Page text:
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Archive for: March, 2008

Our colleague, Paull Young, was quoted today in the Christian Science Monitor story ‘Who’s That Selling at Your (Online) Door‘ about ethics within social media and word of mouth marketing. Social media and word of mouth marketing are successful due to the trust they engender, but as more brands move budgets into this realm, the pressure to “bend the rules” will increase. Stealth marketing, astroturfing, fake blog (“flogs”) and other “dark art” tactics will simply destroy trust and, in the process, the effectiveness. And once trust is lost, it is all-so-difficult to regain.

Converseon is proud to be a governing member of WOMMA which has taken a lead in developing a set of ethical guidelines. Now it’s up to the industry to self regulate. We applaud organizations like DuPont who have formally adopted the WOMMA code of ethics.

At Converseon, all our work is in compliance. We find that this does not in any way limit effectiveness or creativity. There simply is no need to resort to unethical tactics. We also work closely with our clients to help adopt the ethical code, train them and also help set up compliance mechanisms. We recognize our role in helping this industry flourish and hope others hold themselves and their clients to the same standards. In a world where technology is helping to create new bonds through new communications tools and technologies, we, as an industry and a society, cannot afford to accept anything less.

Categories: Converseon News

Converseon will be involved in wide range of upcoming conferences. We’re looking forward to seeing old friends, and making new ones. Don’t hesitate to give us a shout if you’d like to connect at one of the following.

Rob Key will be speaking at Search Engine Strategies in New York on March 17-20th. He’ll be hosting a panel focusing on using Conversation Mining to find new language/keywords. The session, which will take place on Wednesday March 19, is described as follows:

If search engines are tapping into human knowledge more widely through tagging, click through tracking, search history features and other methods, so can search marketers. Social networks, blogs, feeds, tagging, social bookmarking and immersive game environments provide 24/7 real-time focus groups. Learn how Buzzmetrics, Cymfony (and Converseon) and others help quantify and reveal critical insights.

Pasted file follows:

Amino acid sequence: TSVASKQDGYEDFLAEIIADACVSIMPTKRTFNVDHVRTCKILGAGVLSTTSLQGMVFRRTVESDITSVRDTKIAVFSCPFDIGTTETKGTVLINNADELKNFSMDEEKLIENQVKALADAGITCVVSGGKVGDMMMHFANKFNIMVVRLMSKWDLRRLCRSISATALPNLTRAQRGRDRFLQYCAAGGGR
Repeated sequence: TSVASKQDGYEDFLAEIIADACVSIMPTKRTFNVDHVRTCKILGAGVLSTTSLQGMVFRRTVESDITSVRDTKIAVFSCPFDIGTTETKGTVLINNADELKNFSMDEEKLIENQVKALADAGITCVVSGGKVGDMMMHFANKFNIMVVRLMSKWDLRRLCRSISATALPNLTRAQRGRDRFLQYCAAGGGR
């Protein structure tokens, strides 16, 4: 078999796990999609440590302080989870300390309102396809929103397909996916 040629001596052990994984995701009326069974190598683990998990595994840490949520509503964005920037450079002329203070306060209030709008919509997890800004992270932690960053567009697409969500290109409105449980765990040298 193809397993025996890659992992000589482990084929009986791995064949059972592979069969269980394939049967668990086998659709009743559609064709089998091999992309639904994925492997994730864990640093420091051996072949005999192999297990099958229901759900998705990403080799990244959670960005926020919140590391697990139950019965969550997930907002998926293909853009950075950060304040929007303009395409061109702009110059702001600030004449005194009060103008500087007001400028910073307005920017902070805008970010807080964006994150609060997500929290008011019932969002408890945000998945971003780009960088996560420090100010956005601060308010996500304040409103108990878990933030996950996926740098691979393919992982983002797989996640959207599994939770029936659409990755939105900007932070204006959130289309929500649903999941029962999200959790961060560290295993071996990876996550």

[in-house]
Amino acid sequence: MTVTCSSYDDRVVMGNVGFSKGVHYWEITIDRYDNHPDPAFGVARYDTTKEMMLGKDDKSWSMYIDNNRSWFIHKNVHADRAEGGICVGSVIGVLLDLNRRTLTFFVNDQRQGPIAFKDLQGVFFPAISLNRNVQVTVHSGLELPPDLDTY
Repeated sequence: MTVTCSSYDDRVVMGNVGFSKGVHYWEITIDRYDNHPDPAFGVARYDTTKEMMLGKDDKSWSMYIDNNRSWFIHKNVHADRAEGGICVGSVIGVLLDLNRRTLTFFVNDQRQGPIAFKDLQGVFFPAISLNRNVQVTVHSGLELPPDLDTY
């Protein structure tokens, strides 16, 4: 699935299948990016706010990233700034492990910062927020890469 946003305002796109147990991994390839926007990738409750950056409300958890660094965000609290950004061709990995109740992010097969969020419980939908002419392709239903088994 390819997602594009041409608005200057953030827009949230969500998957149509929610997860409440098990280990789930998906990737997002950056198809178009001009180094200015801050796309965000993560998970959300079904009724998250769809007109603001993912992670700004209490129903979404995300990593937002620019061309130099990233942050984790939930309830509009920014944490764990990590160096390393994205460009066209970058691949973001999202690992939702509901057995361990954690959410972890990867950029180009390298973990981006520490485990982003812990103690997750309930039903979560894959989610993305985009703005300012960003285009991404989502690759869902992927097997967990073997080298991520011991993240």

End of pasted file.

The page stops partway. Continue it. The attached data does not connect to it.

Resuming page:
If you’re interested in attending, please leave a comment and we can give you a code for a 20% discount.

The Converseon team will also be present at BlogHer Business in New York on April 3-4 as Christin Eubanks joins our client Graco presenting a social media outreach case study on the successful Graco Get-Together events. BlogHer Business promises to be an informative and exciting conference (check the full agenda here) as some of the leading female bloggers and corporate online marketers combine to share best practices.

For those with a more academic bent, our CTO Jeff Doak will be at the International Conference on Blogs and Social Media (ICWSM) on March 30 to April 2 where he will be engaged in discussion on new research and technologies for social media analysis. Sponsored by the Association for the Advancement of Artificial Intelligence (AAAI), the Conference “brings together academic and industrial practitioners to present and to discuss new research, applications, thoughts and ideas that are shaping the future of social media analysis.” We’re always interested in meeting those who share a similar passion for the field and are doing interesting research and development, so contact us if interested in meeting.

Converseon will be exhibiting at Ad:Tech San Francisco on April 15-17. Please come by and say hello. Our focus will be discussing best practices in developing social media strategies, with a special emphasis on social media monitoring – what we call Conversation Mining. Please contact us if you’d like a demo of the service.

Also upcoming, Converseon will be speaking and exhibiting at the ACCM show in Orlando on May 19 – 22. As the site describes,

“ACCM is the only conference that provides education in all the areas of multichannel marketing you need to increase profits, control costs and grow your business.” With the continued rise of social media and a renewed focus on performance based acquisition programs (such as through “Affiliate 2.0”), it should be an interesting event. Converseon provides an array of innovative social media, search and affiliate marketing services to multi-channel marketers.

These are just a few of the upcoming events, keep an eye on our Upcoming.org account for more. We’ll update everyone with more details and events in the coming weeks and we hope we’ll see you at one of the conferences.

Categories: Converseon News

Rise of the FrankenAgencyCymfony’s new social media study just reaffirms what we’ve already been seeing: Traditional marketers are struggling to come to terms with social media.

Converseon was founded nearly seven years ago based on the premise that traditional communication approaches, technologies and agency models were largely ill equipped to deal with the rise of social media. Clearly not much has changed.